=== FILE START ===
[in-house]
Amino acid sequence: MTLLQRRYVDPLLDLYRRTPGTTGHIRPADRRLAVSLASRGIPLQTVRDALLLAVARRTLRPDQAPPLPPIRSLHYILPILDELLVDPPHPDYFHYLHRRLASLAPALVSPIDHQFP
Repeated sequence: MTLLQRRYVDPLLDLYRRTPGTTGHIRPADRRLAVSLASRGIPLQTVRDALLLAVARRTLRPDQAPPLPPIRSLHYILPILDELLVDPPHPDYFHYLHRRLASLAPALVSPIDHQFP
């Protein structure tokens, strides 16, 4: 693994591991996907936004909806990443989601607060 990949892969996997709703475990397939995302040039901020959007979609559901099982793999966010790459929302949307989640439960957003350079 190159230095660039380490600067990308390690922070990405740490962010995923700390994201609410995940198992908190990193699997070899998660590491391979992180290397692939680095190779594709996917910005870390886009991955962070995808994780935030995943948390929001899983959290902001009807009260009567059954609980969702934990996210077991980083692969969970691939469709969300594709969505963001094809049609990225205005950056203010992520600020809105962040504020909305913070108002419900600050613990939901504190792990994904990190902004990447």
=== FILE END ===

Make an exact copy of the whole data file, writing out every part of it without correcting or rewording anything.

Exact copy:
[in-house]
Amino acid sequence: MTLLQRRYVDPLLDLYRRTPGTTGHIRPADRRLAVSLASRGIPLQTVRDALLLAVARRTLRPDQAPPLPPIRSLHYILPILDELLVDPPHPDYFHYLHRRLASLAPALVSPIDHQFP
Repeated sequence: MTLLQRRYVDPLLDLYRRTPGTTGHIRPADRRLAVSLASRGIPLQTVRDALLLAVARRTLRPDQAPPLPPIRSLHYILPILDELLVDPPHPDYFHYLHRRLASLAPALVSPIDHQFP
């Protein structure tokens, strides 16, 4: 693994591991996907936004909806990443989601607060 990949892969996997709703475990397939995302040039901020959007979609559901099982793999966010790459929302949307989640439960957003350079 190159230095660039380490600067990308390690922070990405740490962010995923700390994201609410995940198992908190990193699997070899998660590491391979992180290397692939680095190779594709996917910005870390886009991955962070995808994780935030995943948390929001899983959290902001009807009260009567059954609980969702934990996210077991980083692969969970691939469709969300594709969505963001094809049609990225205005950056203010992520600020809105962040504020909305913070108002419900600050613990939901504190792990994904990190902004990447």